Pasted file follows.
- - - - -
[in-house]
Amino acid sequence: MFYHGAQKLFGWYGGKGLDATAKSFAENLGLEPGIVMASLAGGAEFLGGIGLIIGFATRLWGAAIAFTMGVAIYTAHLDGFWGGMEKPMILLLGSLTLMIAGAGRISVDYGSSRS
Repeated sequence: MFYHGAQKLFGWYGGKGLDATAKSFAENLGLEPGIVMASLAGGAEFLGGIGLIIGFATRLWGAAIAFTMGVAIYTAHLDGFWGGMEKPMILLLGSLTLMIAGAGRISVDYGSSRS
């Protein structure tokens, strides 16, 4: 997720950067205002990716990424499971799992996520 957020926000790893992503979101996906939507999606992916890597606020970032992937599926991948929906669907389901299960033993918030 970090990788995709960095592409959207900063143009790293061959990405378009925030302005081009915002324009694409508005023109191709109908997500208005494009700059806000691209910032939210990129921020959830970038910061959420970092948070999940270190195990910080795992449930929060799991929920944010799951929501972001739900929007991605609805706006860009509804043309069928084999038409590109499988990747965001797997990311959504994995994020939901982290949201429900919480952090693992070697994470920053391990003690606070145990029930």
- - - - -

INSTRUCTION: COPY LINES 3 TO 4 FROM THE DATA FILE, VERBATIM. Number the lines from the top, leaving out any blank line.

Repeated sequence: MFYHGAQKLFGWYGGKGLDATAKSFAENLGLEPGIVMASLAGGAEFLGGIGLIIGFATRLWGAAIAFTMGVAIYTAHLDGFWGGMEKPMILLLGSLTLMIAGAGRISVDYGSSRS
């Protein structure tokens, strides 16, 4: 997720950067205002990716990424499971799992996520 957020926000790893992503979101996906939507999606992916890597606020970032992937599926991948929906669907389901299960033993918030 970090990788995709960095592409959207900063143009790293061959990405378009925030302005081009915002324009694409508005023109191709109908997500208005494009700059806000691209910032939210990129921020959830970038910061959420970092948070999940270190195990910080795992449930929060799991929920944010799951929501972001739900929007991605609805706006860009509804043309069928084999038409590109499988990747965001797997990311959504994995994020939901982290949201429900919480952090693992070697994470920053391990003690606070145990029930």